Complications of Facelift Surgery

Updated: Aug 04, 2022
Author: Sachin S Pawar, MD; Chief Editor: Arlen D Meyers, MD, MBA 


Complications following facelift surgery, or rhytidectomy, can be devastating, particularly because of the elective nature of this procedure. As with all surgical procedures, complication prevention is paramount.[1]

Proper patient selection, mastery of pertinent anatomy, attention to meticulous surgical technique, and conscientious postoperative care are all important factors in preventing facelift surgery complications.

Complications include (1) hematoma, (2) nerve injuries, (3) infection, (4) skin flap necrosis, (5) hypertrophic scarring, (6) alopecia and hairline/earlobe deformities, and (7) parotid gland pseudocyst.

So-called minimally invasive procedures such as barbed suture lifts and thread lifts have emerged.[2] With these, new complications have been reported, including Stensen duct laceration and suture visibility and extrusion.

An example of facelift surgery complications can be seen in the image below.

Complications of facelift surgery. Major hematoma Complications of facelift surgery. Major hematoma diagnosed within 12 hours of surgery.


Careful patient selection is paramount in preventing complications from facelift surgery or rhytidectomy. A comprehensive history often exposes potential risk factors for future complications.

Some relative contraindications for rhytidectomy include (1) smoking and/or alcohol abuse; (2) collagen vascular disorders; (3) poor nutritional status; (4) anticoagulation bleeding disorder; (5) use of Accutane, high-dose steroids, or immunosuppressants; and (6) poor medical condition (eg, uncontrolled hypertension, poorly controlled diabetes, significant chronic airway disease [CAD], significant chronic obstructive pulmonary disease [COPD]).



Using a prospective, multicenter US database, Gupta et al estimated the rate of major complications following facelift to be 1.8% (compared with 2% for other cosmetic surgeries), with hematomas and infections being the most common. The complication rate for patients undergoing facelift alone was 1.5%, versus 3.7% for those undergoing combined procedures.[3]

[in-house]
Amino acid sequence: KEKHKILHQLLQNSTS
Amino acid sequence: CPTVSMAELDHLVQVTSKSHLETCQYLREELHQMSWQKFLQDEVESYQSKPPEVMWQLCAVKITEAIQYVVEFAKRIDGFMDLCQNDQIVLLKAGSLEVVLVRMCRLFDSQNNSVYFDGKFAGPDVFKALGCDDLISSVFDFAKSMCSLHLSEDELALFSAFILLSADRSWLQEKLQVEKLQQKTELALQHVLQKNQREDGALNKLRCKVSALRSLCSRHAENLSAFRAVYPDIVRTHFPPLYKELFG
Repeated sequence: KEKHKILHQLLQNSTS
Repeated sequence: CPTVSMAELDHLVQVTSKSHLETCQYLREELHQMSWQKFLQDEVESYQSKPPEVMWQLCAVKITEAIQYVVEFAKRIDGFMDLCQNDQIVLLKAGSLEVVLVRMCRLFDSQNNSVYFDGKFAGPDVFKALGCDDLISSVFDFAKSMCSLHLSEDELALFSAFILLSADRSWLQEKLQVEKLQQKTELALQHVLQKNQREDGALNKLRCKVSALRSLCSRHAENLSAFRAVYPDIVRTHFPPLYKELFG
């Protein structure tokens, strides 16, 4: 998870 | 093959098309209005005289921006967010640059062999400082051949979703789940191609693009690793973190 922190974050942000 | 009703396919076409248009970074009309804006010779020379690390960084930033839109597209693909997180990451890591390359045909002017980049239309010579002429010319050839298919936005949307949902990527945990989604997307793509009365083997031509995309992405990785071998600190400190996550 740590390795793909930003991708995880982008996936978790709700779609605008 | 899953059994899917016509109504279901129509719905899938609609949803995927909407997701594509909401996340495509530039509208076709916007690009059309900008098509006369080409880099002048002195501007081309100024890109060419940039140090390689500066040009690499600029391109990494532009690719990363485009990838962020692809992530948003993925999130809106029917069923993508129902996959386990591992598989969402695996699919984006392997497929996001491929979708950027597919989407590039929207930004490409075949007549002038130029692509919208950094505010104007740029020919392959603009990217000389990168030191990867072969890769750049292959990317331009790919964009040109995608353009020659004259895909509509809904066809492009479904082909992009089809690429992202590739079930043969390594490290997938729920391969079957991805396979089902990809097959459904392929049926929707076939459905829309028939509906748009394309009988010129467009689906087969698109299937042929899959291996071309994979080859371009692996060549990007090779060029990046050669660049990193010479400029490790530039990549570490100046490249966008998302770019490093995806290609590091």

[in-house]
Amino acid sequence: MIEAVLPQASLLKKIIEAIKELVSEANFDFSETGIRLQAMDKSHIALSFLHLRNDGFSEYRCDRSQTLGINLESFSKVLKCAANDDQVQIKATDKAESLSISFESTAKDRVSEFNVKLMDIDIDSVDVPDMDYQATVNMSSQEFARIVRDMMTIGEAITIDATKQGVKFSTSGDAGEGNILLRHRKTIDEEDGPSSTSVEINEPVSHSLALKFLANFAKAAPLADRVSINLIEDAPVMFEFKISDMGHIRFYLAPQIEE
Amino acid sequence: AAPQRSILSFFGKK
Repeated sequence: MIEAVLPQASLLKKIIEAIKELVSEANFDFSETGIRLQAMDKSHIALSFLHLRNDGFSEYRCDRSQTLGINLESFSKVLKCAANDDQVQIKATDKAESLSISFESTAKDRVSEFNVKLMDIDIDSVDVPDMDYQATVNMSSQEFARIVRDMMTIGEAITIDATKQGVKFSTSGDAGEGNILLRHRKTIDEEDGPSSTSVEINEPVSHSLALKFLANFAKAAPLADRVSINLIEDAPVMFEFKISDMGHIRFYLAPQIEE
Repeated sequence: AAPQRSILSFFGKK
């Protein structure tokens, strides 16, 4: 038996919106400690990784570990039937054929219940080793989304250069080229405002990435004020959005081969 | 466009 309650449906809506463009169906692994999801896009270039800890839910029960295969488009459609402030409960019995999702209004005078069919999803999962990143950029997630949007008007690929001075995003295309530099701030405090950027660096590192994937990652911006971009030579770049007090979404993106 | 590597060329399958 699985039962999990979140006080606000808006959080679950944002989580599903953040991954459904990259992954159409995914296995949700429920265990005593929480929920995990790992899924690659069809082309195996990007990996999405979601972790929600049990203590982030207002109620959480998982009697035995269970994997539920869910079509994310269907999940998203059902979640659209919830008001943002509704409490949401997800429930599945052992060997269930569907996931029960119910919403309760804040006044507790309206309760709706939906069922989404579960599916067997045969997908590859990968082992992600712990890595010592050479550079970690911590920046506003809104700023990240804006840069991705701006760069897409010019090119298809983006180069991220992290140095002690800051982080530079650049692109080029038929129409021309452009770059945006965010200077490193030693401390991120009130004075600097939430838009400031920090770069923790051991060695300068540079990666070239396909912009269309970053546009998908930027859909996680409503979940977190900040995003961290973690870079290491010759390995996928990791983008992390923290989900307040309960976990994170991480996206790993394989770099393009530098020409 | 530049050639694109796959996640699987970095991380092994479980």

Out of more than 13,000 patients who underwent rhytidectomy, Chopan et al found the most frequent surgical complications to be hematomas and infections, with the overall adverse event rate calculated in this study as 5.1%.[4]


Hematoma is the most common complication after facelift surgery or rhytidectomy. Risk is higher in men (7-9%) than in women (1-3%).[5] Other factors that have been associated with increased risk of hematoma include anterior platysmaplasty, high systolic blood pressure, aspirin or NSAID intake, and smoking.

A literature review by Jacono et al found that among different superficial musculoaponeurotic system (SMAS) rhytidectomy techniques—specifically, the SMAS plication, SMASectomy/imbrication, SMAS flap, high lateral SMAS flap, deep plane, and composite procedures—the rate of major hematoma was highest in the SMASectomy/imbrication (1.92%) and deep plane (1.22%) operations.[6]

Nerve injury

Permanent motor nerve paralysis occurs at a rate of 0.5-2.6%. The marginal branch most commonly is injured, followed by frontal and buccal branches. Pseudoparalysis of the marginal mandibular nerve due to cervical branch injury can be distinguished from true marginal mandibular injury by the fact that the patient will be able to evert the lower lip because of a functioning mentalis muscle. The prevalence of cervical branch injury in SMAS facelifts is reported at 1.7%. Sensory nerve injuries are more common, with great auricular nerve injury reported in up to 7% of cases.